Cover Image: Footprints In The Future

Footprints In The Future

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Member Reviews

I like dystopian novels and adding time travel to that sounded exciting. 
Unfortunately the story felt too boring and the characters weren't really interesting, neither Mark's love story or the other characters got me hooked. An okay read, but forgettable and not standing out in the masses of other books.
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I enjoyed Footprints in the Future, a first novel by TG Winkfield from what I can find, but I did find myself wishing for a little more there.

First, the story. A pair of academics in the mid-seventies manage to invent time travel. They put together a team of other academics to oversee the project, and start recruiting young people to actually travel through time to observe. The first try is something of a failure, since the young man who was assigned to observe da Vinci actually falls in love with him, and abandons the 'present' to stay with him, and time is tweaked as a result. After that they go for implants to track their travelers. As time goes on, there is hints of other time adjustments, and that maybe there are other time travelers out there, working towards their own goals. As well, one of the academics pushes for trying to time travel to the future, where it turns out that a man-made disaster has caused widespread destruction.

The characters, unfortunately, are less interesting than the story ideas. There is little to differentiate them, so I kept getting characters confused (mostly the male characters, since there were only three real female characters, with two being mother and daughter, and the third having a very minor role). The author really needed to more clearly define them as individuals. All in all, the characters seemed to take a back seat to the ideas.

While I enjoyed the story, there were a few things that threw me out rather solidly. The biggest one was a massive anachronism that had me stop reading so that I could do some research (okay, I googled it). A female student is sent back in time to the late sixties (why so recent a past? no one ever mentions), and she makes a comment about at least not having to worry about AIDS in the summer of love. Since she was sent back from 1978 or 79, that struck me as completely wrong. First of all, I didn't hear about AIDS until the eighties, and it was still considered 'the gay disease'. And according to Wikipedia, the disease was not identified in a lab until 1981, and it wasn't until late 1982 that it was actually referred to as AIDS (initially it was called GRID - 'gay-related immune deficiency'). I tried to tell myself that a world with time travel would potentially have different timelines for things like diseases, but really, it felt like the author just goofed.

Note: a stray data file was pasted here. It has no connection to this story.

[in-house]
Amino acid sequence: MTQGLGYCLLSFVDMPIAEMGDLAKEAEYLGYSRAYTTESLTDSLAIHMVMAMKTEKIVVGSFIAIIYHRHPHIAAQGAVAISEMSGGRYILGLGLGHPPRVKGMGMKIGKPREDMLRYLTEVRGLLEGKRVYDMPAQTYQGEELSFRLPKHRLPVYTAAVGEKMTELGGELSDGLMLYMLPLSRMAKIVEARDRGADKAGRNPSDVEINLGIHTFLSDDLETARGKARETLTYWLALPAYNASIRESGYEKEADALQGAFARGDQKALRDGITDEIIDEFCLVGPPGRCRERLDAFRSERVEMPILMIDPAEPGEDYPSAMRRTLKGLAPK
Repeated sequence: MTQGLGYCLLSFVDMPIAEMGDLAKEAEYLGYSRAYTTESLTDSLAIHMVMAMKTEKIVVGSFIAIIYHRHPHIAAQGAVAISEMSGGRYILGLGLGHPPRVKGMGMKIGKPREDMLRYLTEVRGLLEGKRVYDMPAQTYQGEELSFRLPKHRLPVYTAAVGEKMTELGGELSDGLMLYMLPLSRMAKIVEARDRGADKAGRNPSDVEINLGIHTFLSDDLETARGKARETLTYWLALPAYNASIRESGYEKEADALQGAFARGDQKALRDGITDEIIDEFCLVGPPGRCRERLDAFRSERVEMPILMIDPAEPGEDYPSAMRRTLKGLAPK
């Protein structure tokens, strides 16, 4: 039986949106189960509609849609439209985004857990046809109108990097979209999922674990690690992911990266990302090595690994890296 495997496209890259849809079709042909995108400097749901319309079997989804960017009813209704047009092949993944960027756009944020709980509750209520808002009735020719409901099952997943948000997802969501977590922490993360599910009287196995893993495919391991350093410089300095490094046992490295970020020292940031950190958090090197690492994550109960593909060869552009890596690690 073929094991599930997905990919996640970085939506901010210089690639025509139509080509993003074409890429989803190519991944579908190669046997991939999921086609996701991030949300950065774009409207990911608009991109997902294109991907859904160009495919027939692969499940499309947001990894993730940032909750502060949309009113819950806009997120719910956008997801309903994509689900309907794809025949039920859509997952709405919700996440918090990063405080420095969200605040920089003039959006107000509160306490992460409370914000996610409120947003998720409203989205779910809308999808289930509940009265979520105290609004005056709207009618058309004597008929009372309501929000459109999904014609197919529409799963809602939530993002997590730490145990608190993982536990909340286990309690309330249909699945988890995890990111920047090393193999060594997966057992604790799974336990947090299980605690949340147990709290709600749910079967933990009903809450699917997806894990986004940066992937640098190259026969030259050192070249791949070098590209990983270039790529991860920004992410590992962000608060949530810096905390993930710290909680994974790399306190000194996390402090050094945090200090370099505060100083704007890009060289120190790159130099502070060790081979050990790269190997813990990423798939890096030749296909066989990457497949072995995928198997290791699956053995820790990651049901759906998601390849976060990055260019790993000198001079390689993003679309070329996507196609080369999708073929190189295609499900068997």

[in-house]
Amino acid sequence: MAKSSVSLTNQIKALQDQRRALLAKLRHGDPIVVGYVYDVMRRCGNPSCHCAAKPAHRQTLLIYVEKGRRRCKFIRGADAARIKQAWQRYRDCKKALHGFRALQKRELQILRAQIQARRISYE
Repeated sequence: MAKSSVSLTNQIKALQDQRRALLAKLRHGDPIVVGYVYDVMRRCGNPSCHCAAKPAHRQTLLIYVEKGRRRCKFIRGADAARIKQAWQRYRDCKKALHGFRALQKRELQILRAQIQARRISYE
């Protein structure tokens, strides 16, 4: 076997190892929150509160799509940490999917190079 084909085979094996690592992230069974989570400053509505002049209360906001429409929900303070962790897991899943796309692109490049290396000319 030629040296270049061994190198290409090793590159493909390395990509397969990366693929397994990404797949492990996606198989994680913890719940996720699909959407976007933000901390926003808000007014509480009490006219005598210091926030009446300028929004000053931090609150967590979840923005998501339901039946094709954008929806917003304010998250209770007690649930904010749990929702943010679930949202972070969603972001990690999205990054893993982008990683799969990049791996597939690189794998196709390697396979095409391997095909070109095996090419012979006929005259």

Also, when they identified the disaster that caused so much destruction in the next century, I was a little surprised that they were debating whether or not to try and stop it from happening? I would have thought that it would be a no-brainer, since they are not doing something that would wipe themselves out of existence. And they never really seem to come to a decision, other than sending people to the future to do more investigation.

And in the end, I felt like I was missing sections of the book, since there were definitely plot gaps, and a lack of a full resolution. Hopefully it's only the first of a series, since it does need some more expansion.
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There is so much more to this story than its premise reveals. However, the writing and the very structure of this book isn't engaging enough to show all of its merits.

It took me a few attempts to really get into it and even then it didn't feel all that unputdownable. I guess, I prefer more flowing and addictive plots.

But overall it's original and refreshing and truly one of a kind futuristic attraction read.

Thank you Netgalley for a copy in exchange for my honest review.
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Unfortunately, I found this book lacking two important features. 

The first was lively, fully-rounded characters. I never did get the three men on the Committee straight; they were so lacking in definition that they blended together in my mind. By the end of the book, some of the characters were beginning to approach definition, but none of them really seemed to be passionate about anything. Even though they were British, they should at least have wanted something strongly and pursued it, if they were to be proper protagonists. 

The second issue was the plot, or relative lack thereof, which was a consequence of the unmotivated protagonists. It wandered here and there, with things happening, but there wasn't a clearly defined beginning, middle, or end - or rather, there was a beginning and a middle, but the middle extended to the back of the book; there was no real resolution of anything, because nobody had really been striving for anything in particular. 

There are local exceptions to the above generalizations; some of the characters did appear to be motivated in particular directions, and even experienced change, but because this was an ensemble cast, and the group as a whole spent most of the book stumbling from one reaction to another, it wasn't enough to give me a strong sense of structure or character growth. 

I received a copy via Netgalley for purposes of review.
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This book should have been properly labeled as LGTBQ, and it was not.  Our class did not read past the prologue.
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